• Thinking about workplace environments, some ideas include: access to fans and good ventilation, ability to control the office temperature, clean, well-equipped and comfortable toilet facilities, cold drinking water and quiet workplace rest areas.

There is a wealth of useful information if you want to read more and here are a few links which might be helpful:

CIPD: A guide to managing menopause at work: guidance for line managers

ACAS: Managing the effects of the menopause

The British Menopause Society: Menopause in the Workplace

If you require further information about anything covered in this blog, please contact Alice Parker, or your usual contact at the firm on +44 (0)20 3375 7000.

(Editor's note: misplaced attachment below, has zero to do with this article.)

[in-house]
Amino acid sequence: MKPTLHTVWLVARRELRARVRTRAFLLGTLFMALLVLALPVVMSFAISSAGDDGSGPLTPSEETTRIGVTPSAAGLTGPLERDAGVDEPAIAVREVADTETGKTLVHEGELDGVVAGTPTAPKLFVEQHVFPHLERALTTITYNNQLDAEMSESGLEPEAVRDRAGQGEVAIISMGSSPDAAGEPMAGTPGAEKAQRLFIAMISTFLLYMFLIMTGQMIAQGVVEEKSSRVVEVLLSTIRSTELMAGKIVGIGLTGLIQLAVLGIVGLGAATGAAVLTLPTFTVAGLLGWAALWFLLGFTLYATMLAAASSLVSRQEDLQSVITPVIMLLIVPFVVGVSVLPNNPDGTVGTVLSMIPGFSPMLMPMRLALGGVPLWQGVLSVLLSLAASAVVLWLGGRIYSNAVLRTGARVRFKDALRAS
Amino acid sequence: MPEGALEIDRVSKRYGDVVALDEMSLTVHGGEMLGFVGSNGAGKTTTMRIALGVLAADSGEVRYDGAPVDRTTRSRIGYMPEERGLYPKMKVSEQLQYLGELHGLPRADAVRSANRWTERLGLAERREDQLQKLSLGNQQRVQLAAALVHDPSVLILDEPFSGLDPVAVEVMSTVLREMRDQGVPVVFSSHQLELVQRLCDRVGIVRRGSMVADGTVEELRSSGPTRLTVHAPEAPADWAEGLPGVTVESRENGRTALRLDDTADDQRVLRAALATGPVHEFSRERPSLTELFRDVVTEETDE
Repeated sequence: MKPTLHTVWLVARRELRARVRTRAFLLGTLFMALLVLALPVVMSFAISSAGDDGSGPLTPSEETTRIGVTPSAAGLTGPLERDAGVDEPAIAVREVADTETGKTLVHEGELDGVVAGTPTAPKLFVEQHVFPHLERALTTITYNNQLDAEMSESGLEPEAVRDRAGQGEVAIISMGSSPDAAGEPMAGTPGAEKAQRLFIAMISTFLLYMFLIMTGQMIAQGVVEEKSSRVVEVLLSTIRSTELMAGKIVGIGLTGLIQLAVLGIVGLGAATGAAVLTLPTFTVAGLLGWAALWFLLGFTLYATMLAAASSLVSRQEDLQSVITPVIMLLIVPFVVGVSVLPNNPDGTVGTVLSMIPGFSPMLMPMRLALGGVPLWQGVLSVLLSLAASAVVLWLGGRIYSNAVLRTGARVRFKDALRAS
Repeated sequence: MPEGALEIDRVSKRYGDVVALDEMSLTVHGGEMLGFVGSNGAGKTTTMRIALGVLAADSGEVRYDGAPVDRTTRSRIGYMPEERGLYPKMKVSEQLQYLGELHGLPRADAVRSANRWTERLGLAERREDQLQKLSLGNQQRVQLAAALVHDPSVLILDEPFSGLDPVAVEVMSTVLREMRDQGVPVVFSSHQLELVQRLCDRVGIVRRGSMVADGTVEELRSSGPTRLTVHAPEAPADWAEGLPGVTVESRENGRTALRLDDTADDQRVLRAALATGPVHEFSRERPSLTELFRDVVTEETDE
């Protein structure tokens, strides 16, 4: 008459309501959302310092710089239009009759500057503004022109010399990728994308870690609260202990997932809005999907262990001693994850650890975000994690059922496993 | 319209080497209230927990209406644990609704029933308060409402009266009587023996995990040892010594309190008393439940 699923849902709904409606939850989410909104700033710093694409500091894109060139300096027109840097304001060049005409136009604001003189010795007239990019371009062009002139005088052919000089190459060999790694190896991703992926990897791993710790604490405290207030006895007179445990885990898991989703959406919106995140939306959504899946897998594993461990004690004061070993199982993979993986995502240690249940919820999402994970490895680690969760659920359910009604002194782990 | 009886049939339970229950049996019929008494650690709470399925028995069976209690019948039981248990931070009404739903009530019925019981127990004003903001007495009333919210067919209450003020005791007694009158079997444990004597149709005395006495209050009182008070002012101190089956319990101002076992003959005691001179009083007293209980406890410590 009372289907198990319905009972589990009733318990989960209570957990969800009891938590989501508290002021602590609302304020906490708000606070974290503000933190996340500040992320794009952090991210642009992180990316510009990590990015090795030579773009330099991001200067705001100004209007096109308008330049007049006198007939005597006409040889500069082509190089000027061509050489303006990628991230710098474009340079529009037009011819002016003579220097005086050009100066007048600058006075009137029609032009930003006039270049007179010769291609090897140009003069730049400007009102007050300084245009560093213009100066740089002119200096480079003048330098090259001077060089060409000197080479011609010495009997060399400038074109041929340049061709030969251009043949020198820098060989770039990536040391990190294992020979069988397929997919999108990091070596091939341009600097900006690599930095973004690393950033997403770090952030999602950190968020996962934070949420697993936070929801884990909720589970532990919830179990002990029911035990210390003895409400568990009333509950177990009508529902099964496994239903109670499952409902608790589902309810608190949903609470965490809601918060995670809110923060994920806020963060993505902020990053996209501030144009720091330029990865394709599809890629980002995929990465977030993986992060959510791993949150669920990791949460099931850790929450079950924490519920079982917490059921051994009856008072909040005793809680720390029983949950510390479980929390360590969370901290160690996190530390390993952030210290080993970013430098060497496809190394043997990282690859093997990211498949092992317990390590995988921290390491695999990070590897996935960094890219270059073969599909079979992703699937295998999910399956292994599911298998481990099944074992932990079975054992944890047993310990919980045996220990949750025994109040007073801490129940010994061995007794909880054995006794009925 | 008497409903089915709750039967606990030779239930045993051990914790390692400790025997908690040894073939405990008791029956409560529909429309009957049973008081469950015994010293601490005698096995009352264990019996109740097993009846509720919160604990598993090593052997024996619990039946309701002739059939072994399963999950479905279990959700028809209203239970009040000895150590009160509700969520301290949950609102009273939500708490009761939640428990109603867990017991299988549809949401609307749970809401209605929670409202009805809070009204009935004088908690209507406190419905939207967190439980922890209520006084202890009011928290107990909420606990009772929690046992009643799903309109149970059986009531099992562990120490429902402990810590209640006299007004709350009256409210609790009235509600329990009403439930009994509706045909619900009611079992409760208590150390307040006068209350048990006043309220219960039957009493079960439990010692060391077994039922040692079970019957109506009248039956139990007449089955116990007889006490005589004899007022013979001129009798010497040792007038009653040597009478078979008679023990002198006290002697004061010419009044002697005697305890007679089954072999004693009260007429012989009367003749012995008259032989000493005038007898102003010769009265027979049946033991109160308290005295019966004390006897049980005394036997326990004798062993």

This publication is a general summary of the law. It should not replace legal advice tailored to your specific circumstances.

© Farrer & Co LLP, November 2021

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About the authors

Alice Parker lawyer

Alice Parker

Senior Associate

Alice trained and qualified at an international law firm in London before joining the Farrers Employment team in 2009. She left Farrers in 2011 to relocate to Hong Kong and then Malaysia and she returned to London in 2021 when she re-joined the Farrers Employment team.

Alice trained and qualified at an international law firm in London before joining the Farrers Employment team in 2009. She left Farrers in 2011 to relocate to Hong Kong and then Malaysia and she returned to London in 2021 when she re-joined the Farrers Employment team.

Email Alice +44 (0)20 3375 7288